[embed]220492:42919:0[/embed] A Touch of Zen (Xia Nu, 俠女)Director: King HuRating: NRRelease Date: April 22, 2016 (New York, with subsequent expansion)Country: Taiwan A Touch of Zen is such a singular sort of movie. After the success of Come Drink with Me and Dragon Inn, Hu had the creative freedom to do what he wanted, and the result was a movie of different moods and different modes. There is the wuxia element centered around a heroic fugitive named Yang (Feng Hsu), a swordswoman fighting for her life after corrupt government officials have murdered the rest of her family. She's one of Hu's many female heroes, though this movie doesn't have the same level of gender role confusion seen in other martial arts films. Yang is a woman but never mistaken for a man (the common genre convention), and she's the most capable fighter in the film. The centerpiece fight in the bamboo grove is an exhilarating bit of old school swordsman action. When A Touch of Zen was released as two films, the bamboo fight concluded the first movie and opened the second. Hu further adapts the theatrical movements of Peking Opera and the visual style of Japanese samurai pictures (en vogue at the time) to a swashbuckling cinematic form uniquely suited to Chinese martial arts. Trampolines give the heroes and villains a kind of superheroic flair as they clash with one another on rooftops and treetops. Hsu slashes, evades, and ripostes, and Hu cuts the action together to add intensity to the elegant movements on display. The action in A Touch of Zen feels like a transition period in fight choreography between the stage-like combat of the 1960s to the faster-paced cinematic combat that would be pioneered by later Shaw Brothers filmmakers Chang Cheh and Lau Kar-Leung. Yet the first fight doesn't occur until at least one hour into the film. Instead of rollicking adventure, A Touch of Zen opens with the banal rhythms of pastoral life. We follow a bumbling mama's boy/artist-scholar named Ku (Chun Shih), who takes an interest in Yang and a blind man (Ying Bai) who are hiding in an abandoned ruin. Ku is an archetypal fool, and a great vessel for the audience into the story (which has an archetypal opening: a stranger comes into town). While he's crafty, Ku's a coward and he falls in love too easily, which is a great contrast to Yang's ruggedly stoic heroism. Before A Touch of Zen, Chun Shih played the hero of Hu's Dragon Inn. In a subversive move, Hu has a previous star play against type and also against gender stereotype. And then there's the Zen Buddhism, which pervades the film's visual style emphasizing nature, seasons, and impermanence. I mentioned patience at the beginning of the review, and Hu's return to slow rhythms and long takes seems to give the audience a chance to breathe and take in each scene. A group of Buddhist monks show up when Yang is on the run, and they are unstoppable force and immovable object. They're shot with diffuse or star-filtered light emanating from behind them, and they seem to be followed by a supernatural veil of mist. The Zen aspects figure heavily in the film's unexpectedly bonkers finale, which I can only be described as 2001: A Space Odyssey meets El Topo.  The 4K digital restoration looks great during the daytime shots--you can make out the dust on King Hu's camera lenses as he lovingly absorbs hillsides and waterfalls and sky--though I noticed some major issues with image noise during the nighttime scenes. One of the pivotal action sequences in the last half of the film is at night, and it was often difficult to make out what was happening in each scene. Part of it may be the limitations of lighting and photography that Hu had to work with back then, though I sense there might have been an issue with the projection and/or the copy I saw during my screening. I'm curious to see A Touch of Zen again now that it's out in theaters, just to see for myself if the digital noise has been eliminated/addressed. Besides, I could use a little more patience and adventure in my life.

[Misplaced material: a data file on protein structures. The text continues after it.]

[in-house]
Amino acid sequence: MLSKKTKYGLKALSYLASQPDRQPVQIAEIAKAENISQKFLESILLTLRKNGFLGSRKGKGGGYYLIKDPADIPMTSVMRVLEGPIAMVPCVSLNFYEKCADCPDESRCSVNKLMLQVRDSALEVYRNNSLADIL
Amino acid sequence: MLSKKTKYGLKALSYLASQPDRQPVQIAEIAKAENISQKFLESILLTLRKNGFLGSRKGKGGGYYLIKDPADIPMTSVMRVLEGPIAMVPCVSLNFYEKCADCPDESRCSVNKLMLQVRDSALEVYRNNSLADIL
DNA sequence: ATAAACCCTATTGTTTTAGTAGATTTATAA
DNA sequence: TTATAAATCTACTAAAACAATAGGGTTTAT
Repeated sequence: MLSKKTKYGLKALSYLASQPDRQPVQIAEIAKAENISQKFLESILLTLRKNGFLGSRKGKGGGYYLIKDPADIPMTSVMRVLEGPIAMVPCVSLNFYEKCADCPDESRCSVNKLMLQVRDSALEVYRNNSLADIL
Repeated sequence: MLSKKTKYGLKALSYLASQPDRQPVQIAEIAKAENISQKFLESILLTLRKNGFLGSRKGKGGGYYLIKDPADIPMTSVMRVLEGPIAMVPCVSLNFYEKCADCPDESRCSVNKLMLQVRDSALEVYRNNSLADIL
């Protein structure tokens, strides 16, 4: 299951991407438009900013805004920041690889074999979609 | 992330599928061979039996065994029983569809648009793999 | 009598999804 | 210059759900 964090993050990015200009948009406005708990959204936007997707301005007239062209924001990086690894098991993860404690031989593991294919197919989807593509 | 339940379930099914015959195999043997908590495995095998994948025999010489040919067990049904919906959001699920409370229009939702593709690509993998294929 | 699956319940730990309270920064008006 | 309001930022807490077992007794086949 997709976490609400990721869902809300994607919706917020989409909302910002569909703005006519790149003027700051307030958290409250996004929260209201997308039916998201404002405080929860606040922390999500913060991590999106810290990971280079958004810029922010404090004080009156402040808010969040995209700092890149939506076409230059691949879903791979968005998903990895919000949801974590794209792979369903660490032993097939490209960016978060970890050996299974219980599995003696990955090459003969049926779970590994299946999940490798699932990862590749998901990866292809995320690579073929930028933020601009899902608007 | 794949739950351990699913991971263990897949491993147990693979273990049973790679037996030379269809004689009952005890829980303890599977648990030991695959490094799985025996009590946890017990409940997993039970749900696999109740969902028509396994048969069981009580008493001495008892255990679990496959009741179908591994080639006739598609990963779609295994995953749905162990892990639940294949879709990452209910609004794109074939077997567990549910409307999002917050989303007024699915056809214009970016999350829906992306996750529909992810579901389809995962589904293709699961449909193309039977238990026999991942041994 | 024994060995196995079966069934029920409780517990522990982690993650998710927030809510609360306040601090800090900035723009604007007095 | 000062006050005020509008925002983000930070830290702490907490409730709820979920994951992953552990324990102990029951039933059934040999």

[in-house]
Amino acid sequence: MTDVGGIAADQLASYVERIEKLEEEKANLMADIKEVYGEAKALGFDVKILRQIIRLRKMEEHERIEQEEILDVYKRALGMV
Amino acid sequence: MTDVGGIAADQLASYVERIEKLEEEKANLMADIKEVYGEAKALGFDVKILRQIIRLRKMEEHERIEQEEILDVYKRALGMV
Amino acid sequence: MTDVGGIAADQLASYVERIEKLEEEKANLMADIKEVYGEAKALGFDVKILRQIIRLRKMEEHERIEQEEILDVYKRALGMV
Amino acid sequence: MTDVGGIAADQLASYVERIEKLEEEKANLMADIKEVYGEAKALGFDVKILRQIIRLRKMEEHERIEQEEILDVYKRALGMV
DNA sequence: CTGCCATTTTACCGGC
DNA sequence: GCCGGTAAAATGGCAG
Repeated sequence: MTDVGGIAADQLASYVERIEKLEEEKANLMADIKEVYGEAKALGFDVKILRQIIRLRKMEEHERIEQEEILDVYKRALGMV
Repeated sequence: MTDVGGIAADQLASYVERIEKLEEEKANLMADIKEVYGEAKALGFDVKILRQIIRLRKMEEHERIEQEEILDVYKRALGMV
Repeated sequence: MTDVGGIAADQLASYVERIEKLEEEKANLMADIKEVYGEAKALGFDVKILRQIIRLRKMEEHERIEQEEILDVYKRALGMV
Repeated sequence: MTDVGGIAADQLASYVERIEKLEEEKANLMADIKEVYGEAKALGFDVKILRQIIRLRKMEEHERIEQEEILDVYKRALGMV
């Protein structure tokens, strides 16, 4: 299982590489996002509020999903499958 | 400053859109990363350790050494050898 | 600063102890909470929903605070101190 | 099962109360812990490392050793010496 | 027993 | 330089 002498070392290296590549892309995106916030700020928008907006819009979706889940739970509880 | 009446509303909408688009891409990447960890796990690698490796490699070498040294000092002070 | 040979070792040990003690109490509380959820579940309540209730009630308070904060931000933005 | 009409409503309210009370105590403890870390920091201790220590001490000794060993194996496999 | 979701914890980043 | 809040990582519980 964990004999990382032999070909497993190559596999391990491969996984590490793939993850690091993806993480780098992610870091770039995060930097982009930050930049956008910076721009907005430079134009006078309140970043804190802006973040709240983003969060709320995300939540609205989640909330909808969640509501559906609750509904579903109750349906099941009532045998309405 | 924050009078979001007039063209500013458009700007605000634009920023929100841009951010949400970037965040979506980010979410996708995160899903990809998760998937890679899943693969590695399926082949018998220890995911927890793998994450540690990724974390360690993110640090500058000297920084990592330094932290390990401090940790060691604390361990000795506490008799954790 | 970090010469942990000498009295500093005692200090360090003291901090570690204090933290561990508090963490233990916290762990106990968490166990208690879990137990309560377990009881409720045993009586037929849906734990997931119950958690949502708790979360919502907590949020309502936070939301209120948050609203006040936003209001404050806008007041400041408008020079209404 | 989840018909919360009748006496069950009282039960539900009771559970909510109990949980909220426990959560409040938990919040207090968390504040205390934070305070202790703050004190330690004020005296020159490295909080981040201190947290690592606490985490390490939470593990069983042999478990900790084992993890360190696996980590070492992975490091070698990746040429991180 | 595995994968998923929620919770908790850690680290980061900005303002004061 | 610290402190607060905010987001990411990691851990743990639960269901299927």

Review: A Touch of Zen photo
The beguiling wuxia masterpiece in 4k
A Touch of Zen is King Hu's masterpiece, yet unless you're patient and a bit adventurous, it may not be the best introduction to his work. Dragon Inn, his straightforward wuxia classic from 1967, might be a more palatable ent...


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The Founder gets its first trailer and Michael Keaton shows off


Anyone want a Big Mac?
Apr 21
// Matthew Razak
It might be possible that you haven't heard of Ray Kroc, the man who made McDonald's what it is today, but you're about to. The Founder has all the hallmarks of a possible academy award winner, and it's all about the man...
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Golden Globes to prevent dramas from competing as comedies


Sorry Matt.
Apr 19
// Geoff Henao
The Golden Globes were an unfunny joke this year, anchored by its comparatively unfunny Best Comedy, The Martian. The film's win, paired with lead actor Matt Damon's Best Comedy Actor win, was met with almost unanimous ire. H...
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The Survivalist

Watch the trailer for The Survivalist, a moody post-apocalyptic drama/thriller


One of my favorites from Tribeca 2015
Jan 26
// Hubert Vigilla
The Survivalist was one of my favorite movies from last year's Tribeca Film Festival. (You can read my review at another site here.) It was a moody, memorable indie drama set in the overgrown woods of a post-apocalyptic futur...
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House of Cards

House of Cards trailer makes me want to watch


So this show is good, huh?
Jan 11
// Matthew Razak